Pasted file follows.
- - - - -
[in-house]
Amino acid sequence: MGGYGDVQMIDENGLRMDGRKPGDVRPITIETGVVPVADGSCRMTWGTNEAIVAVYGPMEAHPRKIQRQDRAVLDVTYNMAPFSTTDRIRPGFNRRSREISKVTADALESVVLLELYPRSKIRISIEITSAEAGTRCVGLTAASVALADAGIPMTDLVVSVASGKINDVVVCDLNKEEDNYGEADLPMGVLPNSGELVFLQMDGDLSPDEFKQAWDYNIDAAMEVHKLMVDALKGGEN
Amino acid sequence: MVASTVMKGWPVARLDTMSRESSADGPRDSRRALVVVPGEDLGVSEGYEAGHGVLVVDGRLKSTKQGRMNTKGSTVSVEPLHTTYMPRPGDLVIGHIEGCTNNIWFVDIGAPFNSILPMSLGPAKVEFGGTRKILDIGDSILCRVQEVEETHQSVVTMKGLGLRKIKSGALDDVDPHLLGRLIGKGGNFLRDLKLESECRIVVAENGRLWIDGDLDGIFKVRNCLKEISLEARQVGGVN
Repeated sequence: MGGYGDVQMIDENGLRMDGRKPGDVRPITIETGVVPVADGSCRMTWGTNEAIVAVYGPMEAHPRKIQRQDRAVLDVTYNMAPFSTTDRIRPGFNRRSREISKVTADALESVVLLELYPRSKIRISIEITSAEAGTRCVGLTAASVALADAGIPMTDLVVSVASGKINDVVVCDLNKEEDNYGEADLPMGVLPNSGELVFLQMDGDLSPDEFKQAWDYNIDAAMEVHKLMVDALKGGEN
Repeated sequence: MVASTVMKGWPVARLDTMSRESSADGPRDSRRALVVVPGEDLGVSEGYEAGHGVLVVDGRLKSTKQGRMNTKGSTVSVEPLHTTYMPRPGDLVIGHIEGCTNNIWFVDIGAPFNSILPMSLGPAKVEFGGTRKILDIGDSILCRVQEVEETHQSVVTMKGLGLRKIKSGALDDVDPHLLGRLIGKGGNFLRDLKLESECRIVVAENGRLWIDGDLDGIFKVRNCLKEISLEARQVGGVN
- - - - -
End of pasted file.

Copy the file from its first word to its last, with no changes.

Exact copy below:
[in-house]
Amino acid sequence: MGGYGDVQMIDENGLRMDGRKPGDVRPITIETGVVPVADGSCRMTWGTNEAIVAVYGPMEAHPRKIQRQDRAVLDVTYNMAPFSTTDRIRPGFNRRSREISKVTADALESVVLLELYPRSKIRISIEITSAEAGTRCVGLTAASVALADAGIPMTDLVVSVASGKINDVVVCDLNKEEDNYGEADLPMGVLPNSGELVFLQMDGDLSPDEFKQAWDYNIDAAMEVHKLMVDALKGGEN
Amino acid sequence: MVASTVMKGWPVARLDTMSRESSADGPRDSRRALVVVPGEDLGVSEGYEAGHGVLVVDGRLKSTKQGRMNTKGSTVSVEPLHTTYMPRPGDLVIGHIEGCTNNIWFVDIGAPFNSILPMSLGPAKVEFGGTRKILDIGDSILCRVQEVEETHQSVVTMKGLGLRKIKSGALDDVDPHLLGRLIGKGGNFLRDLKLESECRIVVAENGRLWIDGDLDGIFKVRNCLKEISLEARQVGGVN
Repeated sequence: MGGYGDVQMIDENGLRMDGRKPGDVRPITIETGVVPVADGSCRMTWGTNEAIVAVYGPMEAHPRKIQRQDRAVLDVTYNMAPFSTTDRIRPGFNRRSREISKVTADALESVVLLELYPRSKIRISIEITSAEAGTRCVGLTAASVALADAGIPMTDLVVSVASGKINDVVVCDLNKEEDNYGEADLPMGVLPNSGELVFLQMDGDLSPDEFKQAWDYNIDAAMEVHKLMVDALKGGEN
Repeated sequence: MVASTVMKGWPVARLDTMSRESSADGPRDSRRALVVVPGEDLGVSEGYEAGHGVLVVDGRLKSTKQGRMNTKGSTVSVEPLHTTYMPRPGDLVIGHIEGCTNNIWFVDIGAPFNSILPMSLGPAKVEFGGTRKILDIGDSILCRVQEVEETHQSVVTMKGLGLRKIKSGALDDVDPHLLGRLIGKGGNFLRDLKLESECRIVVAENGRLWIDGDLDGIFKVRNCLKEISLEARQVGGVN